DC’s Flintstones Comics Put the Modern

DC’s Flintstones comic is a shockingly dark adaptation of the source material – and perhaps even more shocking is the fact that the end result is surprisingly good. Expectations are low (or perhaps nonexistent) whenever a comic adaptation of an old property is released. But the 2016 Flintstones comic has acquired a reputation on the Internet for being a horrifically dark, bleak and modern take on the modern Stone-Age family, complete with such subjects like PTSD, wage theft, religion and even genocide. The Flintstones was not fondly received when it debuted in 1960, but it was nevertheless one of the first primetime animated series in America. Fred Flintstone became an icon of middle America and the series was one of the first to show a married couple sharing a bed, something not done at the time. While not as viable over time as other franchises such as Scooby-Doo and Captain Planet, the Flintstones nevertheless gained a reputation as a popular, albeit lighthearted, family TV show. The DC Comics adaptation does away with most of the levity in favor of a darker, realistic approach.

Fred Flintstone and Barney Rubble are veterans of a bloody war in which the happy-go-lucky characters on TV participated in a genocide. A soldier in Fred’s unit is suffering from PTSD and even calls a suicide hotline (and is put on hold). Flintstone’s boss exploits the local Neanderthal population for cheap labor, and constantly overworks and underpays his employees. Fred’s marriage to Wilma (itself seen as a new development in society, and is looked down upon) is fraught with doubt; though the two are in a loving relationship, Fred often wonders if he can provide for her. In an eye-opening monologue (that no one expected to be delivered by Fred Flintstone, of all people), Fred wonders if marriage is simply a glorified insurance policy. “Is it just my attempt to keep her from finding someone better? Is marriage really a sacred bond, or just the illusion of security?”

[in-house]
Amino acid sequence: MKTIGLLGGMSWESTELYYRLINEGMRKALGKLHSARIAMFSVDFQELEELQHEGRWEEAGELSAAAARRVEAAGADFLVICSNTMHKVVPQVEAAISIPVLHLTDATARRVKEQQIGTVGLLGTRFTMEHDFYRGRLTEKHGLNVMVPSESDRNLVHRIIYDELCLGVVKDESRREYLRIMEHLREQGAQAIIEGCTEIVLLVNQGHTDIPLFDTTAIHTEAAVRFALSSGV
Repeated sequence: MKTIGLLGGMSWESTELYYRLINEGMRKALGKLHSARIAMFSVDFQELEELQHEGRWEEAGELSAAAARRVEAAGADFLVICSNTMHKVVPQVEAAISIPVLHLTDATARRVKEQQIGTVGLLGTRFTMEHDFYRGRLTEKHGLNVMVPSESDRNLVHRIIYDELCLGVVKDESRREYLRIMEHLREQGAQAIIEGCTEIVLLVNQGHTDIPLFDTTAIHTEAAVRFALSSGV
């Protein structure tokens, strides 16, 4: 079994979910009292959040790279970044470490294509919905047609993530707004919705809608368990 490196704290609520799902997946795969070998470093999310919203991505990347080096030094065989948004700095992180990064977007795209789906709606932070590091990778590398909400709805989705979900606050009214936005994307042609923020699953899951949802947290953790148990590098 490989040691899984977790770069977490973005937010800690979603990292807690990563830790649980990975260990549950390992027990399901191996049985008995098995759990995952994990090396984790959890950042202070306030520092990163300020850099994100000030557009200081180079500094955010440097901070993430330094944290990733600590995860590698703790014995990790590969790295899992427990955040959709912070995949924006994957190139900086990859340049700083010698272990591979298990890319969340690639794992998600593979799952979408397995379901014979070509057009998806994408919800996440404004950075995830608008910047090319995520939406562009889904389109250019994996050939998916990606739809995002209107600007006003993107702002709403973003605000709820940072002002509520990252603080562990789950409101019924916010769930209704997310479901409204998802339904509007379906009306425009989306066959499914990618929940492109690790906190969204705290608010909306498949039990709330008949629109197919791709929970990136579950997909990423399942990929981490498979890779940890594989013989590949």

Bedrock are constantly reinventing the idea of religion: they tell citizens to pray to animals and eventually decide to pray to an invisible God instead (whom they spontaneously call “Gerald”). Rampant consumerism is taking over society and Fred feels pressured to buy appliances he doesn’t need. True to the source material, those appliances take the form of animals – but unlike the show, these animals decry the society that uses them and locks them away, forgetting they even exist. The entire series is tremendously dark, sardonic, cynical – and despite everything, has plenty of heart. Fred and his family live lives much like our own, despite existing in the Stone Age. The Flintstones comic is beloved across the Internet for this reason – even if it paints a 1960s family in a tremendously dark light.